First a little geography.... Indonesia is made up of over 17,500 islands and I am on the biggest one. I am on the island of Borneo, which is the third largest island on the planet (after Greenland and New Guinea, which is also an island partly in Indonesia). Borneo is shared between Indonesia, Malaysia (the provinces of Sarawak and Saba) and the sultanate of Brunei. The Indonesian portion is referred to as Kalimantan and has 4 provinces (North, South, East and West Kalimantan).

Sarawak State House in Kuching
So, I went to the Borneo portion of Malaysia to a city called Kuching in the state of Sarawak. I had never heard of this place and was a little skeptical. The city's name means "Cat" in Indonesian and Malay... The imagination runs wild about the possibilities in a city named "Cat".

After our trip to Tajung Puting, I flew back toward Sukadana with my friends, and I stayed on the plane to go on to Pontianak, on the equator. There I caught a night bus to the Malaysian border. The bus was a large, long-distance bus with huge comfortable seats. I paid $29 for the 11 hour trip and there were 6 other people on the bus... apparently it is the super luxury version. No matter how nice the bus, it couldn't make a pleasant ride out of Indonesia's non-existent road system. As the bus swayed from side to side like a drunk with lead shoes, then dropped precipitously into the massive craters left in the decaying asphalt... well, let's be honest, the road was more dirt that asphalt, so maybe the bus was just climbing onto asphalt relevant buttes... I marveled at the driver's nonchalance.
Indonesia truck stop
I managed to sleep for several hours and was rousted to get off the bus and go through customs. After much confusion as well as much attention paid to the only white person at the border crossing, I was in Malaysia.

It was Tuesday morning, and my plan was to meet Erica from ASRI (also on a visa run) late Tuesday night. So, I got our room at the appointed guesthouse and got the remaining hours of sleep that I needed before venturing out to check out Kuching.

View from the riverfront walkway
I arrived on the Eid al Adhar holiday and thought that the uncrowded sidewalks and complete lack of motorbike traffic might be related to that. I later discovered that Kuching is just a chill place. I enjoyed the quiet streets and the clear evidence of Chinese, Malaysian and indigenous cultures. A beautiful walkway along the river offers beautiful views of modern architecture and old Chinese temples. There are the occasional vendors offering fruit or snacks as well as a more-or-less continuous line of busking musicians.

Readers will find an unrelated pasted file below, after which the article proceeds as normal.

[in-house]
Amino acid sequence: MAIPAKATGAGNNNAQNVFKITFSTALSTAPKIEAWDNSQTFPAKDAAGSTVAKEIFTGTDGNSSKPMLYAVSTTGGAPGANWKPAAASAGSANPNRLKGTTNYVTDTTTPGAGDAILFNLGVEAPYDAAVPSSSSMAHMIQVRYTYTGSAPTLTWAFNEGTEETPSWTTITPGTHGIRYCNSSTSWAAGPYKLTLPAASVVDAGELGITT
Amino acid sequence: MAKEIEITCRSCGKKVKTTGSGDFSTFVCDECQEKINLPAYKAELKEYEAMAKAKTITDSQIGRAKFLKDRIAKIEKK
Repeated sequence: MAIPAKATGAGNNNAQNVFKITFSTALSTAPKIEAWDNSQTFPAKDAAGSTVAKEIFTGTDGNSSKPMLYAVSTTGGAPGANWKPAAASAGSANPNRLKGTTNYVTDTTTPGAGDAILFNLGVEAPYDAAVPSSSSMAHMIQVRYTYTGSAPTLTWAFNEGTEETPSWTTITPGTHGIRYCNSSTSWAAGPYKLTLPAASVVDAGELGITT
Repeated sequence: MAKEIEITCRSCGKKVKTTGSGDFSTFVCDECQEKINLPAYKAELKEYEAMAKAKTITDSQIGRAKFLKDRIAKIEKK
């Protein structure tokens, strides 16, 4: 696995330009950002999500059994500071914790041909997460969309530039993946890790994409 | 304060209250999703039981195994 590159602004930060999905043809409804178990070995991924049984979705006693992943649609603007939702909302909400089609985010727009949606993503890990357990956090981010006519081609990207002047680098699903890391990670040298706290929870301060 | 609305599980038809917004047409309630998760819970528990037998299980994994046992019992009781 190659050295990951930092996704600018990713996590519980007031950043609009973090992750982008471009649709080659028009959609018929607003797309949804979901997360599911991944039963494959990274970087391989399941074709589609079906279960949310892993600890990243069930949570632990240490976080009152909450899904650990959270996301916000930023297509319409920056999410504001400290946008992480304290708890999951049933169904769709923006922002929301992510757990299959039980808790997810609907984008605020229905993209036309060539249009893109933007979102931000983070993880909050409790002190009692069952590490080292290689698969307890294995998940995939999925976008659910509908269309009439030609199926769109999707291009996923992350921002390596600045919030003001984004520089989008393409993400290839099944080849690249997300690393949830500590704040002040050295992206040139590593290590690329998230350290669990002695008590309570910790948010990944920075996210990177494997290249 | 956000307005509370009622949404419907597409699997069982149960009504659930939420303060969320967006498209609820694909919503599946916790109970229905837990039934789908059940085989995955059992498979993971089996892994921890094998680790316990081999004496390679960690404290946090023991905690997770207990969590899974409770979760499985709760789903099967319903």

After a few hours of exploring, I landed at a Lebanese restaurant on the river walkway. I can't tell you the joy of having raw vegetables after months of cooked, fried and steamed one. The ice cold Tiger beer was also a treat.

Erica arrive that night and we awoke early in the morning to trek out to the very inconveniently located Consulate of the Republic of Indonesia. I had read online that Wednesday, the day after Eid al Adhar, was also a holiday in Malaysia, but both Erica and I had been assured repeatedly that this was not the case. So we arrived at the Consulate bright and early to discover that it was indeed a holiday, though perhaps only for Indonesians in Malaysia.... So the rest of the day was spent trying to run errands and indulge in things that were not available anywhere within driving distance of Sukadana.

Kaiten sushi... so yummy
Wine and Cheese
This included my first experience with sushi on a conveyor belt, a trip to the movies and some serious research and tactical planning for returning to Indonesia with groceries. We also splurged on a bottle of wine, dark chocolate and cheese that for a little in-room wine and cheese party later that night.

The next day was more successful in that the Consulate was open... oh boy was it open! We pushed our way through crowds and waited to leave our passports. After much confusion that included my number never being called, we were told to come back in 6 hours to pick up our visas. Erica, being brilliant and goal-oriented, had read online about a water park with an Olympic size lap pool within walking distance of the Consulate. After a brief stop at a food court to get lunch from astonished Malaysians, we found our own private pool. It was BEAUTIFUL. For about $2 each, we spent 5 hours lounging and swimming laps at a sparkling clean, yet nearly deserted pool. It is hard to put that kind of luxury into words.
Our oasis
We collected our visas and headed back to enjoy a little bit of nightlife... which, compared to Sukadana is anything after 7pm.

The last day in Malaysia, we headed out to Bako National Park. Malaysia national parks are lightyears ahead of their Indonesian counterparts in terms of infrastructure, services, safety and management. Bako is reached by taking a city bus to a boat launch and then chartering a boat out to the park entrance. The trails are clear and well-marked so we wandered  through rainforest, open grassland, and beach ecosystems for several hours... In Sukadana, we are not allowed on the trails of the national park without hiring a guide. The trails are confusing and there are no maps. It was so exciting to be on trails again!

One of the beautiful views in Bako
Our chosen route ended on a beach where we enjoyed swimming in the ocean until we had to head back to catch our return charter.

Not interesting trails

Interesting trails

Ghosty trees in Bako